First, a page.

The World of "What If"
I had a panic attack last week. It was my first one in a long time, complete with shallow breathing and a red rash on my arms. My chest was tight, tears were streaming down my face and I couldn't seem to calm myself down.
It came on because I started thinking "what if".
- What if that pain in my stomach is Crohn's related and isn't from what I ate this morning?
- What if I'm no longer in remission?
- What if I need to increase my dosage of medication?
- What if I'm in a flare?
- What if I need surgery?
and on it goes..
We can instantly talk with someone about our struggles and see many other people's highs and lows with these illnesses.
While that is definitely a positive thing, having access to so many other people's stories with Inflammatory Bowel Disease can also land us in the world of "what if". We see people in the hospital for serious surgeries and worry that it'll happen to us. We see people on intense cocktails of medications and worry that will be our fate. We hear that we won't be able to eat normal food, hear the horror stories of traveling with IBD, and listen to other people's experiences with dating while living with illness and internalize them, thinking that too will be our story.
I'm not trying to say not to be aware of what could happen when you live with IBD. What I am suggesting is trying not to live forever in a headspace that can cause a lot of stress, anxiety and worry. While we may not have control over some of the things in our lives, we do have control over how we respond to our situations.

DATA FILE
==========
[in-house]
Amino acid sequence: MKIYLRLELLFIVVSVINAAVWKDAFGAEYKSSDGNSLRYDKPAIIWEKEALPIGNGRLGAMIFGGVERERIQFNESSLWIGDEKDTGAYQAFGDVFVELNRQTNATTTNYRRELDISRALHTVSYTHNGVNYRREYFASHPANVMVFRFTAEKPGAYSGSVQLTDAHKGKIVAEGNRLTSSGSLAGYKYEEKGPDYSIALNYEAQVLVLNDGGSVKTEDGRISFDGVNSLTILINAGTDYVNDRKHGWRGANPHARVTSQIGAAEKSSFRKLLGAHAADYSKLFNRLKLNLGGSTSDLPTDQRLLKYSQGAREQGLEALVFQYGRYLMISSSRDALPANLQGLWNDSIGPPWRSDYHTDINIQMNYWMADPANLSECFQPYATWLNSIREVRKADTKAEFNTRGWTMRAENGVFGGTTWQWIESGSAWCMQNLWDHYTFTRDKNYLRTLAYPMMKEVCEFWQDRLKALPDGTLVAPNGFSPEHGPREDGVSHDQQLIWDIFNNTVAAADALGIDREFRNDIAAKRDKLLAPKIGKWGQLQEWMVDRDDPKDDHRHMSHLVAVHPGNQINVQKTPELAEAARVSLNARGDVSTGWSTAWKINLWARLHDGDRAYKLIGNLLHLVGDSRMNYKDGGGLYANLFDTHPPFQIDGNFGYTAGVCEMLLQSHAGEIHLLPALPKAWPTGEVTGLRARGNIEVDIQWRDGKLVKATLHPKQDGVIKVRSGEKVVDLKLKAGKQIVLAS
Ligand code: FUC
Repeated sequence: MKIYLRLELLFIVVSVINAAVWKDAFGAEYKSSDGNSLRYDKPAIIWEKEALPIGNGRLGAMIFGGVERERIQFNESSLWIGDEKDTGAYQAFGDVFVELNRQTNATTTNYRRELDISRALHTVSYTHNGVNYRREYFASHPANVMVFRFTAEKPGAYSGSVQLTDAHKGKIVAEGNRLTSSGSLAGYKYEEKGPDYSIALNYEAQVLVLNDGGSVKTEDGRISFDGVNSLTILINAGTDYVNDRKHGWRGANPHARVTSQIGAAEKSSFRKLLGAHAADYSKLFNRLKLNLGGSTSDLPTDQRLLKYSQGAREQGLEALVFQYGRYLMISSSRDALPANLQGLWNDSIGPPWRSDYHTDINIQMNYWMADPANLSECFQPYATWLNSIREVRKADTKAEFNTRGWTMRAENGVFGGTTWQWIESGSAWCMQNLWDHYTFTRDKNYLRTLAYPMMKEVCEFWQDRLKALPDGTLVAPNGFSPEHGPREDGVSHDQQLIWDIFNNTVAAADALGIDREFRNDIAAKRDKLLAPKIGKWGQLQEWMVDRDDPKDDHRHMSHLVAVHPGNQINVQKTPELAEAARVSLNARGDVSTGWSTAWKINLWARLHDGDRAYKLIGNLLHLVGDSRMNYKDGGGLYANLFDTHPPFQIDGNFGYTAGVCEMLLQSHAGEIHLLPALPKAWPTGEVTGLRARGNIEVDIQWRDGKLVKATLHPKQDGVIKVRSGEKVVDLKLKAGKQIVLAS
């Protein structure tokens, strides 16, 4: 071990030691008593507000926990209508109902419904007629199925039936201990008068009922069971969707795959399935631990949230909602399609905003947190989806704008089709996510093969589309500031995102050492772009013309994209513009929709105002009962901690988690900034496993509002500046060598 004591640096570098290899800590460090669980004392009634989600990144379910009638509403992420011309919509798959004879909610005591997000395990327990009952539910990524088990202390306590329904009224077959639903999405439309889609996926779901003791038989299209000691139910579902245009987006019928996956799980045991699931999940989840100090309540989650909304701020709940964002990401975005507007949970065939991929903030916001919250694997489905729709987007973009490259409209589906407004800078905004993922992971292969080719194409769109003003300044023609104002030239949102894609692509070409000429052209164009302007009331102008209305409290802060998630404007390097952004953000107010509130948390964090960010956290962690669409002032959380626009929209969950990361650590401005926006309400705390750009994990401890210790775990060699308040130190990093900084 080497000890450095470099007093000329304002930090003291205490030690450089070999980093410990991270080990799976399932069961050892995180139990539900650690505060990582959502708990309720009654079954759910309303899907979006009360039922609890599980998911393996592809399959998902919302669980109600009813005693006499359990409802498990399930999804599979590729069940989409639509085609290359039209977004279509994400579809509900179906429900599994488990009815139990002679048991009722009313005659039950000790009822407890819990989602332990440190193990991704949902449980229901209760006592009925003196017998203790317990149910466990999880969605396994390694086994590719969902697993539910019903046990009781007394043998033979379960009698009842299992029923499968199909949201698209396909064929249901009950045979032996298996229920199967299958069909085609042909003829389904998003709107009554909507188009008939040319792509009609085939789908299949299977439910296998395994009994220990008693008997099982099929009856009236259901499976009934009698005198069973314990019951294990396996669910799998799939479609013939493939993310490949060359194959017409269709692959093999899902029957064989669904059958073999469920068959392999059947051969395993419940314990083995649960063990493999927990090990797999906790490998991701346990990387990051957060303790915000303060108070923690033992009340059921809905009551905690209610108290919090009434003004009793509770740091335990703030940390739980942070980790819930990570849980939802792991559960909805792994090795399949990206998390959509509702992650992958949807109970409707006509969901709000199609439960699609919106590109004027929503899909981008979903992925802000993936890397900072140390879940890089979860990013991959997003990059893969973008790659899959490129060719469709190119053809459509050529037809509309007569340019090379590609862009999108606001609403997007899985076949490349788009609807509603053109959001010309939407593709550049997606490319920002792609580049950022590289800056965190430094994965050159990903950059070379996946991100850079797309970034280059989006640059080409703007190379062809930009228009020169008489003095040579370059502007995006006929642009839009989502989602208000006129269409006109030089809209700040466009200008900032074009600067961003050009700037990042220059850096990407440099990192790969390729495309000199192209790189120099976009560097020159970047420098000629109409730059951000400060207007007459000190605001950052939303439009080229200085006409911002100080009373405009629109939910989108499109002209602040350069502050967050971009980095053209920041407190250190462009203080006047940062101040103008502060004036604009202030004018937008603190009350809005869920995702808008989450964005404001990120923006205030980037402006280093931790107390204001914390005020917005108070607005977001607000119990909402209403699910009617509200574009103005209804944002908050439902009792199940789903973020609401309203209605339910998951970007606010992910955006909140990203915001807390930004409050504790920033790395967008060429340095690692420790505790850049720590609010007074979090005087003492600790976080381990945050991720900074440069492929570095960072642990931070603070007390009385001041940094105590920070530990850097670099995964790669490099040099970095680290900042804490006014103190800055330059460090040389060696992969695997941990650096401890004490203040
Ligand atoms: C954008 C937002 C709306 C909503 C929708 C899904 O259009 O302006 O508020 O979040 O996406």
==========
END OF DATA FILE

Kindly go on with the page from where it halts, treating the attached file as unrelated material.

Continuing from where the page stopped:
Personally, I've adopted the mantra: "One day at a time".
Instead of worrying what could happen to me health-wise a month, six months or five years from now, I've decided to try and be present and focus on only the 24 hours that I have in front of me right now. Being present is really hard, especially since I am somewhat of a worrier, but working on fine-tuning this skill has helped decrease my stress and focus on what I can do today to be the healthiest version of myself.
I've also tried to stop comparing my IBD journey to anyone else's. This is another tough lesson to learn. Whether it be to aspire to be in remission for years on end or to stop worrying that I'll have a flare at any moment, I try to remember that my journey with Crohn's disease is unique to me and that I should try to stay in my own lane and focus on what I can do to feel better. While I continue to ask other IBDers for advice, I try to remember that what works for them might not work for me and what has happened to them might not happen to me.
We are all so different and the way that our diseases present themselves are unique as well. However, one practice that we may all benefit from is to try not to live in the world of "what if". Worrying constantly about what may happen takes the joy and happiness (although sometimes small) away from the present and distracts us from our current lives. Instead of living in the world of "what if", try to live in the land of right now and see what happens. It may just change your perspective on your life and living with illness and help you find some peace and happiness.
Will you help us understand the impact of Crohn's & colitis by taking the IBD In America Survey (US only)?